Subject: Re: another sound survey...
To: SUNAGAWA Keiki <firstname.lastname@example.org>
From: Colin Wood <email@example.com>
Date: 05/07/1998 13:25:26
SUNAGAWA Keiki wrote:
> Good morning:-)
Afternoon, here :-)
> Colin Wood <firstname.lastname@example.org> wrote:
> >> The code I sent drove ASC in free-wave mode and This
> >> drives it in four voice mode.
> Colin> No, this is the EASC's square-wave mode (which
> Colin> appears to simply be a variation on
> Colin> synthesized/free-wave mode). Four-voice or wavetable
> Colin> mode is _much_ more complicated on both, mainly
> Colin> because the hand-coded assembly does strange things
> Colin> to avoid running out of registers :-)
> Really? So I must be confusing here. I'll recheck my
> disassembled code.
Take a look at my C-ish pseudocode for the Q700 or IIci driver. I've used
both header files and Inside Mac to label the various structures and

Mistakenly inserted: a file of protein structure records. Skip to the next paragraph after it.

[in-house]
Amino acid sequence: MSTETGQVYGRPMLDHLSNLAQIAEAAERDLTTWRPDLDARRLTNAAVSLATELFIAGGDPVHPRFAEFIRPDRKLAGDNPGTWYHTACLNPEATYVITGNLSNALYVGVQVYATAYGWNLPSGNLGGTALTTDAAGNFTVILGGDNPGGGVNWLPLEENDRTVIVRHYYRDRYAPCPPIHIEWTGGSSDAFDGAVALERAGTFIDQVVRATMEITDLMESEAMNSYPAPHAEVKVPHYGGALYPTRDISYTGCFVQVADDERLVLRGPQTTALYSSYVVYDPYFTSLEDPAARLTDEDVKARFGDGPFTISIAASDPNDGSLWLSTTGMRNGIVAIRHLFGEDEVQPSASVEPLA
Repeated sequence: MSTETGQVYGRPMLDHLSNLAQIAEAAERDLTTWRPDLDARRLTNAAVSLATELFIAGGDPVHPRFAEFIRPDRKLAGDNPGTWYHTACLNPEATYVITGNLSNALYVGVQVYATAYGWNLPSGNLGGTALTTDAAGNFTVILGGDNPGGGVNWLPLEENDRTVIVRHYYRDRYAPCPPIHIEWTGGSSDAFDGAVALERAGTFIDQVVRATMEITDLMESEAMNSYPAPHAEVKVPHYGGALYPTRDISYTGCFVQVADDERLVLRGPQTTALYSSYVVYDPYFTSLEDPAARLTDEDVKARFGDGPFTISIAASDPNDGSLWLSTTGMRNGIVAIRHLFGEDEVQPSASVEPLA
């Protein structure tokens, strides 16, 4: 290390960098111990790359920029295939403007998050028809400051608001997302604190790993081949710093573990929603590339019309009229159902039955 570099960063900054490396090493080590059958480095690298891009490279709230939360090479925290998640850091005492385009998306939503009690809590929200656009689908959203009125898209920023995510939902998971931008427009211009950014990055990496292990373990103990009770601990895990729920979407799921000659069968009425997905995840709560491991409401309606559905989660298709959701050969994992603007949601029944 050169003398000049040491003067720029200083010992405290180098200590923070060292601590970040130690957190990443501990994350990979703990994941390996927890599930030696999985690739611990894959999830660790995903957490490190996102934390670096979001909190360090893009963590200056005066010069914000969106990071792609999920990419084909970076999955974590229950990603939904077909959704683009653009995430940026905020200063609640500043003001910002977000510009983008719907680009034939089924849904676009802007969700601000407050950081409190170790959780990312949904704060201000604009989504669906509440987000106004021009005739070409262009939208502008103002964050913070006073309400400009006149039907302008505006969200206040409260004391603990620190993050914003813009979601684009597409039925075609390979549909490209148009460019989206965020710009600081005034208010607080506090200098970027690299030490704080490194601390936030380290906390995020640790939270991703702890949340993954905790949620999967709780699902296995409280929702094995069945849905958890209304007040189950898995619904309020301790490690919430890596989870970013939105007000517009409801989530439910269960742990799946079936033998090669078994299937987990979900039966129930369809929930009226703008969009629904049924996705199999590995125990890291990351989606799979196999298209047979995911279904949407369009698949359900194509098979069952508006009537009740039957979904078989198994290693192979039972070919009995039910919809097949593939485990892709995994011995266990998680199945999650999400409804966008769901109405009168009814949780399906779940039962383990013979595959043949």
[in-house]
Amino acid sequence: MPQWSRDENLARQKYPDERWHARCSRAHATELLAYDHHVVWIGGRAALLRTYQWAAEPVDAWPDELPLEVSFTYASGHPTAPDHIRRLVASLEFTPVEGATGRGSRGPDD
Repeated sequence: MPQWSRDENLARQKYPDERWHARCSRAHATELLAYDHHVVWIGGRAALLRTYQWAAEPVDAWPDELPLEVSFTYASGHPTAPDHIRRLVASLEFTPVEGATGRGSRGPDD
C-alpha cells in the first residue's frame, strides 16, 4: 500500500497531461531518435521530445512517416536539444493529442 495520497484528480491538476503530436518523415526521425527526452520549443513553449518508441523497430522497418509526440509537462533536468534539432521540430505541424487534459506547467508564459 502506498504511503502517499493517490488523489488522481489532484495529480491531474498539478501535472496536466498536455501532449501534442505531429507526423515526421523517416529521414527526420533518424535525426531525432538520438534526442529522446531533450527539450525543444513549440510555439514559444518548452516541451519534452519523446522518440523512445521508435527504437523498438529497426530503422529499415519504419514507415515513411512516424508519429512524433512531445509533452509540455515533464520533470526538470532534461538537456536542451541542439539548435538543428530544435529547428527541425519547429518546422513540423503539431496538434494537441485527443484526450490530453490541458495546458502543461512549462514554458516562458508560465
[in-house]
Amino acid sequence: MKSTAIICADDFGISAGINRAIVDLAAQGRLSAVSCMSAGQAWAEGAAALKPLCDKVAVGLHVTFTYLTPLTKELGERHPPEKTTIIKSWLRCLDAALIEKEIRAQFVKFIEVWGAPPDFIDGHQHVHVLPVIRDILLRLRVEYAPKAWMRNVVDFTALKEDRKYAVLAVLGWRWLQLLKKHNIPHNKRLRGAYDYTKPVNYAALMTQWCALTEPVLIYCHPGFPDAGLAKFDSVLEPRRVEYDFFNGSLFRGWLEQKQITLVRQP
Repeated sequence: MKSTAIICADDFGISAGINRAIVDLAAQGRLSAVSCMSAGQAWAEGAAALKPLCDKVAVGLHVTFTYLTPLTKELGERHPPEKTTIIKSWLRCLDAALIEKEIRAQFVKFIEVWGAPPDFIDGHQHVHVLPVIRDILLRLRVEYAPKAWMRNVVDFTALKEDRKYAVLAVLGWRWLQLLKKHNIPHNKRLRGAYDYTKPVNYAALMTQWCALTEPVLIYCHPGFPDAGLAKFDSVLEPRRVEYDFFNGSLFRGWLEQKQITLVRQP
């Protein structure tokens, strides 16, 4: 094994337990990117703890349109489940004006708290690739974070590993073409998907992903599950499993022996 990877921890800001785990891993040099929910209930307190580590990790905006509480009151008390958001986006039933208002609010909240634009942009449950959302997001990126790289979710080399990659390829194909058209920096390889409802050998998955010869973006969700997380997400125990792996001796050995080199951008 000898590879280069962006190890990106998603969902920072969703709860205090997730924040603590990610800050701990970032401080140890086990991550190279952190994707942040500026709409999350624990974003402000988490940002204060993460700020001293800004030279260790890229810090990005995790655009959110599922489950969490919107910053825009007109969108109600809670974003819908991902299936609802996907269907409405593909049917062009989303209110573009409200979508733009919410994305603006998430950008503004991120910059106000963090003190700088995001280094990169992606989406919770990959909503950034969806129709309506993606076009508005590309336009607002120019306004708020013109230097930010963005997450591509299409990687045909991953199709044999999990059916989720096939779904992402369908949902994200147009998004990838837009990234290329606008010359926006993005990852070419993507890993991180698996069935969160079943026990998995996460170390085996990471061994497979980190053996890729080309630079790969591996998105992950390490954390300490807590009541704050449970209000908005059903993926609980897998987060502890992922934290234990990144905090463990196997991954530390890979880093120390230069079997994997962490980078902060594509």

routines involved. I'm pretty sure I've got the right names on the right
> I hacked asc.c and ascvar.h of 1.3.1 and added ascreg.h, but
> it doesn't work for the moment, but you might hit the reason.
Let me know if I can be of more help!
> Colin> The ASC appears to have a dedicated square-wave mode.
> Colin> The interesting thing about it is that the current
> Colin> asc.c driver appears to be playing a synthesized
> Colin> sound in the ASC's dedicated square-wave mode
> Colin> (i.e. it sets 0x830-0x837 to a value related to the
> Colin> frequency instead of to 0xFE like in synthesized
> Colin> sound mode).
> I think asc.c sets freq's to 0x814-0x82f and doesn't touch
> 0x830-837. Am I missing something?
Hmmm...maybe. Ah, I see. According to my pseudocode version of the ASC
driver, all of 0x811-0x820 or so are set to 0. Oh, wait, now I found it.
It was 0x814-0x82F (with some gaps) which get set to some value related to
the frequency. 0x830-0x837 just get cleared.
Colin Wood email@example.com
Component Design Engineer - PMD Intel Corporation
I speak only on my own behalf, not for my employer.